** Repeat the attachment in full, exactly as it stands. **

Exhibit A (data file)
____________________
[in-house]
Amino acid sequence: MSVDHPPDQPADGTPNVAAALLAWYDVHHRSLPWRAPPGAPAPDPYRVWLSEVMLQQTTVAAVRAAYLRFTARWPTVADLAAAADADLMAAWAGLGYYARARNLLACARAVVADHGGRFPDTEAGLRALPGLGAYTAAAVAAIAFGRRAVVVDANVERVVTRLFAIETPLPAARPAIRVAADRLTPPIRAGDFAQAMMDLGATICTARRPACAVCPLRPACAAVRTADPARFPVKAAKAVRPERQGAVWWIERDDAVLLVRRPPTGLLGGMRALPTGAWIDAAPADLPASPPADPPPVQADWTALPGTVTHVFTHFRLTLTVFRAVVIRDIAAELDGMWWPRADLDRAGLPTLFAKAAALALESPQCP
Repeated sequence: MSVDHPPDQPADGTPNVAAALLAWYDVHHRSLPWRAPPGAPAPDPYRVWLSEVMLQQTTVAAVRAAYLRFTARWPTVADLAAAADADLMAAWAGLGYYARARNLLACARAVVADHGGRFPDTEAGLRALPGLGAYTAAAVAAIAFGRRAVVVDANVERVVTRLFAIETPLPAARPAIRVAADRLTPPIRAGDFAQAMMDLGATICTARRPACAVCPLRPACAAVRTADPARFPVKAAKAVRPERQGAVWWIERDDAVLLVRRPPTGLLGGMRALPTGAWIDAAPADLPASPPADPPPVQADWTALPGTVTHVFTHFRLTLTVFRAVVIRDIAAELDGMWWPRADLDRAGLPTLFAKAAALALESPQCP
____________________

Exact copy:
[in-house]
Amino acid sequence: MSVDHPPDQPADGTPNVAAALLAWYDVHHRSLPWRAPPGAPAPDPYRVWLSEVMLQQTTVAAVRAAYLRFTARWPTVADLAAAADADLMAAWAGLGYYARARNLLACARAVVADHGGRFPDTEAGLRALPGLGAYTAAAVAAIAFGRRAVVVDANVERVVTRLFAIETPLPAARPAIRVAADRLTPPIRAGDFAQAMMDLGATICTARRPACAVCPLRPACAAVRTADPARFPVKAAKAVRPERQGAVWWIERDDAVLLVRRPPTGLLGGMRALPTGAWIDAAPADLPASPPADPPPVQADWTALPGTVTHVFTHFRLTLTVFRAVVIRDIAAELDGMWWPRADLDRAGLPTLFAKAAALALESPQCP
Repeated sequence: MSVDHPPDQPADGTPNVAAALLAWYDVHHRSLPWRAPPGAPAPDPYRVWLSEVMLQQTTVAAVRAAYLRFTARWPTVADLAAAADADLMAAWAGLGYYARARNLLACARAVVADHGGRFPDTEAGLRALPGLGAYTAAAVAAIAFGRRAVVVDANVERVVTRLFAIETPLPAARPAIRVAADRLTPPIRAGDFAQAMMDLGATICTARRPACAVCPLRPACAAVRTADPARFPVKAAKAVRPERQGAVWWIERDDAVLLVRRPPTGLLGGMRALPTGAWIDAAPADLPASPPADPPPVQADWTALPGTVTHVFTHFRLTLTVFRAVVIRDIAAELDGMWWPRADLDRAGLPTLFAKAAALALESPQCP